What Every Doctor Needs to Know About Mental Health
Mental health issues are complex and deeply ingrained in our culture, so much so that they often go undetected by the doctor’s clinic, and when they do, are not always correctly treated.
A large number of people are affected by mental health issues each year, but too many doctors don’t take their symptoms seriously enough, or don’t know how to properly treat them with medication and therapy.
Learn more about mental health treatment and what you can do to help your patients with this blog on what every doctor needs to know about mental health.
Mental health issues can make you sick
Not just depressed or anxious, but physically sick. According to statistics from WHO, nearly 450 million people suffer from mental health issues each year.
That is more than 8% of the world’s population.
And in addition to making us miserable, they can also make us sick by increasing our risk for heart disease and diabetes.
There are common causes behind both physical and mental illness like diet and stress levels that we can address with positive lifestyle changes, which is good news because it means these conditions are reversible. Let’s take a look at some of them below..
But let’s go back to why doctors need to know about mental health because it helps. If a patient comes into your clinic complaining of fatigue, muscle pain and a mood disorder, you might order blood work and prescribe medication for anemia or depression.
But what if you could treat both your patients anemia and their mood disorder with lifestyle changes? That would be more efficient (and more profitable).
But how do you approach a topic that makes many people uncomfortable? As always, keep reading.
How do doctors recognize symptoms?
Doctors look for key behavioral symptoms, such as sleeping patterns and appetite changes, and emotional symptoms, such as thoughts of suicide or paranoia.
Keep in mind that most people with mental health conditions are not violent or aggressive, they are much more likely to be victims of violence than perpetrators.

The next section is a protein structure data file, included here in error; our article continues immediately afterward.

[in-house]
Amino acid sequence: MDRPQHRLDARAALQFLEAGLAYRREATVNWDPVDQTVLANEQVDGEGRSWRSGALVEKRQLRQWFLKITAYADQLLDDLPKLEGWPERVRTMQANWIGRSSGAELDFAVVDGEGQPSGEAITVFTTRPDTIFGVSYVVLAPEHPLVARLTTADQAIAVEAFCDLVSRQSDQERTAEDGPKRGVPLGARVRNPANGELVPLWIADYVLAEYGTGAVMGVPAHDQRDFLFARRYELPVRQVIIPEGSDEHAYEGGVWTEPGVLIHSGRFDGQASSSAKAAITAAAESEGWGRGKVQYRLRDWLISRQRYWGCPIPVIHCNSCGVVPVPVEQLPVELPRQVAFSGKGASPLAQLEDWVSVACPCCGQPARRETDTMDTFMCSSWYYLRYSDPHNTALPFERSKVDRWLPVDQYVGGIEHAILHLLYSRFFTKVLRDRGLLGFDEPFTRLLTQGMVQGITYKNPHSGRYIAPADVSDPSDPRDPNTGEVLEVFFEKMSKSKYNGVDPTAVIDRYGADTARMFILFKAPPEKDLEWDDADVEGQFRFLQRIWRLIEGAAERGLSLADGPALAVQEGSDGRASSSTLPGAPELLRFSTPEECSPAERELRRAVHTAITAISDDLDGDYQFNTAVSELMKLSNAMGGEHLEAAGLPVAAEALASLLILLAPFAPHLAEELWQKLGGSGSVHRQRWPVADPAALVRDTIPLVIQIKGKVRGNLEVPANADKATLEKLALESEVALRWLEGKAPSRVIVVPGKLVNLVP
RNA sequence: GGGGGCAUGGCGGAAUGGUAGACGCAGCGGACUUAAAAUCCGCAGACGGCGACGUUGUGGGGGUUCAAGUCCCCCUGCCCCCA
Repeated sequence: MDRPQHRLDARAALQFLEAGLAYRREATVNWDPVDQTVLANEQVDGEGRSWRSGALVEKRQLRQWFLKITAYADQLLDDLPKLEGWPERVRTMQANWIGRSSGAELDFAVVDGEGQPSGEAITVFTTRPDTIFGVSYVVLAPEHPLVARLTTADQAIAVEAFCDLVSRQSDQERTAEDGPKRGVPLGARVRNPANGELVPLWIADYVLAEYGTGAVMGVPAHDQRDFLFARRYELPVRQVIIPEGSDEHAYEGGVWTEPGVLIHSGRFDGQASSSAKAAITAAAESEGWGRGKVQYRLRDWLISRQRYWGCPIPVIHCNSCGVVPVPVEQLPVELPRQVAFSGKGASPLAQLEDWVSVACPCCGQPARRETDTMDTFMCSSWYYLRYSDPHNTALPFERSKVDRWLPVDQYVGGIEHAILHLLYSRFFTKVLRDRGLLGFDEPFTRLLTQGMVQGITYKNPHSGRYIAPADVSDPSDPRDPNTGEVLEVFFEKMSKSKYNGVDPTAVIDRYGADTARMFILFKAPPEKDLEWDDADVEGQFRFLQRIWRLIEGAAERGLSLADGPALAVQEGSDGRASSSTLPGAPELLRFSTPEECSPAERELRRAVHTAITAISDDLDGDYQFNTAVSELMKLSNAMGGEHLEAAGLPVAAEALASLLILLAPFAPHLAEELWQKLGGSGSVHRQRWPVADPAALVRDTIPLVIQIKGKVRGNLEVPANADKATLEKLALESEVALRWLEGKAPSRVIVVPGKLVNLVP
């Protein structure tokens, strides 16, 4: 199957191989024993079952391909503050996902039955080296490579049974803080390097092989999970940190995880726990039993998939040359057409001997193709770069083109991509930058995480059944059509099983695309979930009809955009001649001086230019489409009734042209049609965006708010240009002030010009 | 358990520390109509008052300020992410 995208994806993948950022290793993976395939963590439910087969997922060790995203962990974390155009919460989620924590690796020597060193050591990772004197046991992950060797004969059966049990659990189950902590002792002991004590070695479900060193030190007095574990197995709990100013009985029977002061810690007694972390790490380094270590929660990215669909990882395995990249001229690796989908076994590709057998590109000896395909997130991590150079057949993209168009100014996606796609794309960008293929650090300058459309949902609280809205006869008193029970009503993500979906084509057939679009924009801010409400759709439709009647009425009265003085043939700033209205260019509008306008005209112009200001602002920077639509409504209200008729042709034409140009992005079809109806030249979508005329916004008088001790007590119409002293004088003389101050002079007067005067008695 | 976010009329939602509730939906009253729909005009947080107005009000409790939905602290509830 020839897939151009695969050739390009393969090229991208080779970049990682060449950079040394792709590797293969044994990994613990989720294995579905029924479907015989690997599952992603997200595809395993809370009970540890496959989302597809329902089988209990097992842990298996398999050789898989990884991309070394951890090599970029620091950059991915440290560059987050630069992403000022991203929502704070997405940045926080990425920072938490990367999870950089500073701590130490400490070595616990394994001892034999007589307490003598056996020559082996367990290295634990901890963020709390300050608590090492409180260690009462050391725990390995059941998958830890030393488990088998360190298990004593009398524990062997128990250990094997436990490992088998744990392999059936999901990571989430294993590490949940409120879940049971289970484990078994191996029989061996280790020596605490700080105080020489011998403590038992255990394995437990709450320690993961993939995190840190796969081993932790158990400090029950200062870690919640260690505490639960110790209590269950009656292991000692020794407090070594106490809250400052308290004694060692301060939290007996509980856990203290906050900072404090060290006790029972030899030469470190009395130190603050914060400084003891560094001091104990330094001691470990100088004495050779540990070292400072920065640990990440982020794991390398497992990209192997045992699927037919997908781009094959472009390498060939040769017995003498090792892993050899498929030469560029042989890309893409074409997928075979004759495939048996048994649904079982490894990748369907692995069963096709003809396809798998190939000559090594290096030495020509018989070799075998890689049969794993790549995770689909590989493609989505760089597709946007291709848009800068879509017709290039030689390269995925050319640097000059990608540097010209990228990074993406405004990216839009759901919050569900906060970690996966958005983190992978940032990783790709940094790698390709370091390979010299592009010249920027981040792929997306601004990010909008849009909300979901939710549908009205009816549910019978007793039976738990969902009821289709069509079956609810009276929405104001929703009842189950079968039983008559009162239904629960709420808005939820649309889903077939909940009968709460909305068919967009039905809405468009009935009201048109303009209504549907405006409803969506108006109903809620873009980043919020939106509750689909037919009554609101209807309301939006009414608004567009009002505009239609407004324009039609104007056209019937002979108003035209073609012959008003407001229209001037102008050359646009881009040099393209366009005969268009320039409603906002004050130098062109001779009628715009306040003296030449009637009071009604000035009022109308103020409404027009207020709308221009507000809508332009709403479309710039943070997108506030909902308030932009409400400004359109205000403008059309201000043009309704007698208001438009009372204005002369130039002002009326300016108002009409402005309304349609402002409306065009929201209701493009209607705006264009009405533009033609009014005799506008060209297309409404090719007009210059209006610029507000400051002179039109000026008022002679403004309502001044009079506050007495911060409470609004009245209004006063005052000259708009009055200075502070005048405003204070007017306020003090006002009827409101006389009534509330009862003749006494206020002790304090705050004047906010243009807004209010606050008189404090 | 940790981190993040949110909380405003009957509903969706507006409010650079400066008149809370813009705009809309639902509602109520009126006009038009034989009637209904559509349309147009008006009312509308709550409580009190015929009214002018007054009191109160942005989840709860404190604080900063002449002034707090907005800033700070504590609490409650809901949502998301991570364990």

Additionally, researchers know that certain types of psychosocial factors increase risk for violence.
These include living in a community where there is a high degree of neighborhood disorder or stress and having limited access to social support networks through family, friends, or community organizations.
Educating yourself about your risk factors will help you prevent future problems with substance abuse or other forms of self-harm by giving you insight into what could happen if you don’t seek help.
More than half of people who need help don’t get it
In any given year, nearly half of all Americans ages 18 and older experience a mental illness.
And at least one in five people will develop a serious mental illness at some point in their lives.
Yet studies suggest that only about 56 percent of those affected receive treatment or counseling.
This is partially due to misconceptions surrounding mental health it’s not all in your head, it is a diagnosable brain disease and partly because some people believe that seeking professional help means they are weak or there’s something wrong with them.
But just as heart disease doesn’t discriminate based on age, gender, race or socioeconomic status, neither does mental illness.
It can affect anyone at any time for a variety of reasons. That said, certain groups are more likely to be diagnosed with a mental disorder than others.
Women have higher rates than men, blacks have higher rates than whites, low-income individuals tend to have higher rates than high-income individuals.
Likewise young adults between 18 and 25 years old are twice as likely as seniors over 65 years old to report having experienced an episode of major depression within the past year.
The good news is that when you know what signs to look for and where you can get help you can take steps now so you don’t become part of these statistics yourself.
Doctors are afraid to raise the issue
According to research published in JAMA Internal Medicine, doctors’ reluctance to broach mental health concerns with their patients is a major contributor to misdiagnosis.
The number one barrier? Doctors are afraid that discussing such issues will negatively impact their patient’s relationship with them.
It makes sense, then, that many people who need help don’t get it because they either are not aware of mental health resources or don’t feel comfortable speaking up about it.
Therefore, doctors should be educated about these barriers and offer patients a list of reputable organizations where they can turn for help.